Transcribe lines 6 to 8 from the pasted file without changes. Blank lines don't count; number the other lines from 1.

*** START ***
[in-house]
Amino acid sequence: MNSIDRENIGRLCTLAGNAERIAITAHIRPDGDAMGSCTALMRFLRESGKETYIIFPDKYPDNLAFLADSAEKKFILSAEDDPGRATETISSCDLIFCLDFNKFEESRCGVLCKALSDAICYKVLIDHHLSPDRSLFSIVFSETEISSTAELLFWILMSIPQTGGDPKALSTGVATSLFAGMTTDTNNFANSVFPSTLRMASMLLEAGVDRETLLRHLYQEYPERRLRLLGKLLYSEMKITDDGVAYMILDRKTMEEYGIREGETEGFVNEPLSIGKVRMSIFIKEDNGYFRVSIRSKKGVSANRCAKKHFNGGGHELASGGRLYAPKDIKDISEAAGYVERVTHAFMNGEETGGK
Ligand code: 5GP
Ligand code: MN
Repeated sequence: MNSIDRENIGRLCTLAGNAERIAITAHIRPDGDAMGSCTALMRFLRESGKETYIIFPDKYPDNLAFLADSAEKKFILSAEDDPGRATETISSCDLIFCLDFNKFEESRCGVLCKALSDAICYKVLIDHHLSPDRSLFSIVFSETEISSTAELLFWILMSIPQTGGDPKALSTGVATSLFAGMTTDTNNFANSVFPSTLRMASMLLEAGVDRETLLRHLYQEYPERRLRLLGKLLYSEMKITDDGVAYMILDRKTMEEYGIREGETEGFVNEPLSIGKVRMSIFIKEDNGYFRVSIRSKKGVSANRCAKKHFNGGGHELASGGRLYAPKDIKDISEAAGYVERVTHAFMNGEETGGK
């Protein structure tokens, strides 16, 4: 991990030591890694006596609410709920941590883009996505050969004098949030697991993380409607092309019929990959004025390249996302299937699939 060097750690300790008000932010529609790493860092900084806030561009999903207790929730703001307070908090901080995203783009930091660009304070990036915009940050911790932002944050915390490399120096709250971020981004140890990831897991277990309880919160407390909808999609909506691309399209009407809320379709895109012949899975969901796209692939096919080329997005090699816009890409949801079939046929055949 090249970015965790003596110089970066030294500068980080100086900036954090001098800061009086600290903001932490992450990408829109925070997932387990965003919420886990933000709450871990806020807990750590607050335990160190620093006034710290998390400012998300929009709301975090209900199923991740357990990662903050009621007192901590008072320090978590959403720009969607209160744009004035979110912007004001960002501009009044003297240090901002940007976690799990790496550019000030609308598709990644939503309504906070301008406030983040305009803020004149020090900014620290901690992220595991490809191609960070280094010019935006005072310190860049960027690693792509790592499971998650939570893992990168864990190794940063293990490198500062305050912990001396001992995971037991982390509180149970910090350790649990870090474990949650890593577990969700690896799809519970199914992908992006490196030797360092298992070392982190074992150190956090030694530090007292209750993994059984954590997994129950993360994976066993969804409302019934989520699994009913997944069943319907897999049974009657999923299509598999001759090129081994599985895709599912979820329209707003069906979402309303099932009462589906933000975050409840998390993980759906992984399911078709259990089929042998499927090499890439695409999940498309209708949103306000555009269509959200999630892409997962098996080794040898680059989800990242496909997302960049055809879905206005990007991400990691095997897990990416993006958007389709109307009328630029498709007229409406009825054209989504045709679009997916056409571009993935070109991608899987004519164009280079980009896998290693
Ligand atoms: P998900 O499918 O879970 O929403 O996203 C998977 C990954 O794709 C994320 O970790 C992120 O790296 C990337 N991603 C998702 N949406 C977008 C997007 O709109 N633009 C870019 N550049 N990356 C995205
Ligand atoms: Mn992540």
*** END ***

């Protein structure tokens, strides 16, 4: 991990030591890694006596609410709920941590883009996505050969004098949030697991993380409607092309019929990959004025390249996302299937699939 060097750690300790008000932010529609790493860092900084806030561009999903207790929730703001307070908090901080995203783009930091660009304070990036915009940050911790932002944050915390490399120096709250971020981004140890990831897991277990309880919160407390909808999609909506691309399209009407809320379709895109012949899975969901796209692939096919080329997005090699816009890409949801079939046929055949 090249970015965790003596110089970066030294500068980080100086900036954090001098800061009086600290903001932490992450990408829109925070997932387990965003919420886990933000709450871990806020807990750590607050335990160190620093006034710290998390400012998300929009709301975090209900199923991740357990990662903050009621007192901590008072320090978590959403720009969607209160744009004035979110912007004001960002501009009044003297240090901002940007976690799990790496550019000030609308598709990644939503309504906070301008406030983040305009803020004149020090900014620290901690992220595991490809191609960070280094010019935006005072310190860049960027690693792509790592499971998650939570893992990168864990190794940063293990490198500062305050912990001396001992995971037991982390509180149970910090350790649990870090474990949650890593577990969700690896799809519970199914992908992006490196030797360092298992070392982190074992150190956090030694530090007292209750993994059984954590997994129950993360994976066993969804409302019934989520699994009913997944069943319907897999049974009657999923299509598999001759090129081994599985895709599912979820329209707003069906979402309303099932009462589906933000975050409840998390993980759906992984399911078709259990089929042998499927090499890439695409999940498309209708949103306000555009269509959200999630892409997962098996080794040898680059989800990242496909997302960049055809879905206005990007991400990691095997897990990416993006958007389709109307009328630029498709007229409406009825054209989504045709679009997916056409571009993935070109991608899987004519164009280079980009896998290693
Ligand atoms: P998900 O499918 O879970 O929403 O996203 C998977 C990954 O794709 C994320 O970790 C992120 O790296 C990337 N991603 C998702 N949406 C977008 C997007 O709109 N633009 C870019 N550049 N990356 C995205
Ligand atoms: Mn992540």